Goals of inclusive education
Do you agree that disabled children should be included in mainstream schools? My guess is that many of you have answered “yes” to that question.
Of course, this is a good thing. It indicates that attitudes towards disabled people have changed since the time when a majority of disabled people were provided education in ‘special’ schools. Yet, do we really understand what ‘inclusive education’ actually means?
A common misconception about inclusive education is that it’s simply a matter of placing a disabled child in a mainstream class. However, while this may enable a few disabled children to get a proper education and develop the skills to function in an adult world, it expects the disabled child to fit in the educational system without taking into account the fact that the child has an impairment. In contrast, inclusion sets out to place the student at the centre of the educational process and thus enable children to attain their maximum educational potential.
As a young disabled boy attending a mainstream Church school, I felt part of the school. While I’m grateful for the teachers and staff who supported me during that time, things would have been different if it wasn’t for the fact that I could keep up with my peers, wasn’t disruptive to the class and my physical impairment permitted me to be more physically active than I am today.
On the other hand, if I had a more severe physical impairment, a profound intellectual impairment or exhibited challenging behaviour, I would have probably been sent off to a special school or denied an education to begin with.
In my case, I survived an education based on the principle of integration where it was a matter of sink or swim. If I hadn’t adapted to the system, my future would have been very different.
On the contrary, a truly inclusive educational system would have taken my impairment into account and made it possible for me to be more included in school events that required, say, physical stamina and strength.
In this sense, inclusion is about providing a disabled student with the support he or she needs depending on the impairment. This may range from making sure the school is physically accessible, providing educational resources in alternative formats and supporting the student with a Learning Support Assistant – as well as providing adequate professional involvement if required.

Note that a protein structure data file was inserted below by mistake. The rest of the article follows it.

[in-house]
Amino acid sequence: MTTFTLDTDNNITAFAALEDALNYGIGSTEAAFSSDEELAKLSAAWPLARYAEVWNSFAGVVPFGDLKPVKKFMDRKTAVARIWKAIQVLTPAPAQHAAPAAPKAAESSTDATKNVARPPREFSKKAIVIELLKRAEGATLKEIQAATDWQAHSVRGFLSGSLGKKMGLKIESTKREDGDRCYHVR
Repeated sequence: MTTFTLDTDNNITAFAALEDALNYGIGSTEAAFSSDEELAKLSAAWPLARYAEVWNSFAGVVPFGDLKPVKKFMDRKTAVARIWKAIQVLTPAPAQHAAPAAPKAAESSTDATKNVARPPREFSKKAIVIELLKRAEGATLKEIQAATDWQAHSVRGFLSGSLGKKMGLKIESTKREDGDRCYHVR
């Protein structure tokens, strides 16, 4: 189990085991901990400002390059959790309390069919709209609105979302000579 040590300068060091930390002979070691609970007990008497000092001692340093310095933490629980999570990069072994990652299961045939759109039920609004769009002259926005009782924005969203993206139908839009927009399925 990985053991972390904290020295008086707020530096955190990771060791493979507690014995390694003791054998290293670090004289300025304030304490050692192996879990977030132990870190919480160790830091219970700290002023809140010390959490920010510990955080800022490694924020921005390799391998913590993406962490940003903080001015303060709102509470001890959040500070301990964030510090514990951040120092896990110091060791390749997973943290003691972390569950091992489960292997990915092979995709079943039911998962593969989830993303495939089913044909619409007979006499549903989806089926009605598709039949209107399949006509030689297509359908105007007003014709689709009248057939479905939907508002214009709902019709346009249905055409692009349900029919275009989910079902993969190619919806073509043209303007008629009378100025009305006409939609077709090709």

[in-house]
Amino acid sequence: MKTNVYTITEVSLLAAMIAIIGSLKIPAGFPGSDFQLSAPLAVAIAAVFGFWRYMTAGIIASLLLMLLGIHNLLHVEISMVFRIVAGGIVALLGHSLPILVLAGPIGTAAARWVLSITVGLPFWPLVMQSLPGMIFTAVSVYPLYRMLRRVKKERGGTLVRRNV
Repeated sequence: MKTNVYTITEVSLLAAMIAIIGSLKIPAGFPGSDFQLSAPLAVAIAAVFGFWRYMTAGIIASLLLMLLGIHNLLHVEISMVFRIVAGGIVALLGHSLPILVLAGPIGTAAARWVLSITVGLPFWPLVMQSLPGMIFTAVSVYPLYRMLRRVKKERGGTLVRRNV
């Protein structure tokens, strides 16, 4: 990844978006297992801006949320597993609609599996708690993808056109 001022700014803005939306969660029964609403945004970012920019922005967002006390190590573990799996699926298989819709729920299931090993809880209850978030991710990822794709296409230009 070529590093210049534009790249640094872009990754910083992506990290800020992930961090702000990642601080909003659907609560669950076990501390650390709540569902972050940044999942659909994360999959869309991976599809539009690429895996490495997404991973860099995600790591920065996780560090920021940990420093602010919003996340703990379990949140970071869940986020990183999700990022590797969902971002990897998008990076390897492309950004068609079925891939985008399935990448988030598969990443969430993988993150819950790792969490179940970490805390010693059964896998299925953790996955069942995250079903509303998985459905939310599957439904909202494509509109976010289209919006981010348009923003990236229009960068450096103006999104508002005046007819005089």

Inclusive education is planning an education that responds to the child’s needs through the development of an Individual Education Plan (IEP) which also involves the child.
Indeed, real inclusion requires that we rethink our approach to education and go beyond the old idea that education is simply a way to prepare children for the world of work.
While preparing our children to contribute to our society through work remains an important function of education, what we gain from the educational process is much greater than that.
We learn to mak friends, learn about new people, solve problems and form relationships.
Indeed, education helps us to explore life beyond the confines of our family circle. As a disabled child myself, school helped me meet people whom I might never have met as my impairment often placed limits on how far from home I could go before I got tired.
Indeed, the goal of inclusion is also to provide children with an opportunity to learn about other children and how to live in a society where everyone is different. It provides an opportunity for disabled and non-disabled children to learn about each other and become aware of the fact that while there are differences, they have much in common.
Finally, inclusion helps reduce fear and stigma that existed in the past. It also helps all of us to become aware of our diversity and to appreciate the value of every human being and their right to belong in society.
Unfortunately, as adults, we tend to prefer to include those disabled children who are more easily included or when the support required is minimal, and exclude other disabled children who may need more support and who challenge us when it comes to their inclusion.
Unfortunately, one finds that children who may have a severe intellectual impairment or complex dependency needs and those with severe challenging behaviour are often left out when we discuss the issue of inclusion. These children remain the most excluded groups of children from mainstream education.
Granted, some of these children pose unique challenges when it comes to their inclusion. However, if a proper Individual Education Plan (IEP) is designed, proper support could be identified. And giving the child the right support in daily life can do a lot in addressing the particular challenges encountered. One cannot assume that just because a child appears to be getting nothing from the mainstream, s/he is a waste of time and resources.
In addition, proper inclusive educational planning engages with the child as a whole person, involving a multi-disciplinary approach to identifying the child’s needs and aspirations. In no way does inclusion expect teachers to provide an inclusive education on their own.
Rather, it encourages all the school staff to adopt an attitude based on inclusion, where every child is valued.
Inclusive education must be seen both as a project and as a process. While legislation offers us the direction to follow, inclusion is a process that society needs to support.
Indeed, a proper inclusive education can only be successful if there is investment that improves schools’ access to the environment, educational resources and flexibility.
Inclusion also invites us to rethink our approach to education from one focused exclusively on academic achievement to one that fosters social values.
However, crucial to the success of inclusion is the willingness of all key stakeholders to cooperate together in the realisation of inclusive education.
As a disabled adult, I firmly believe this is the only way forward!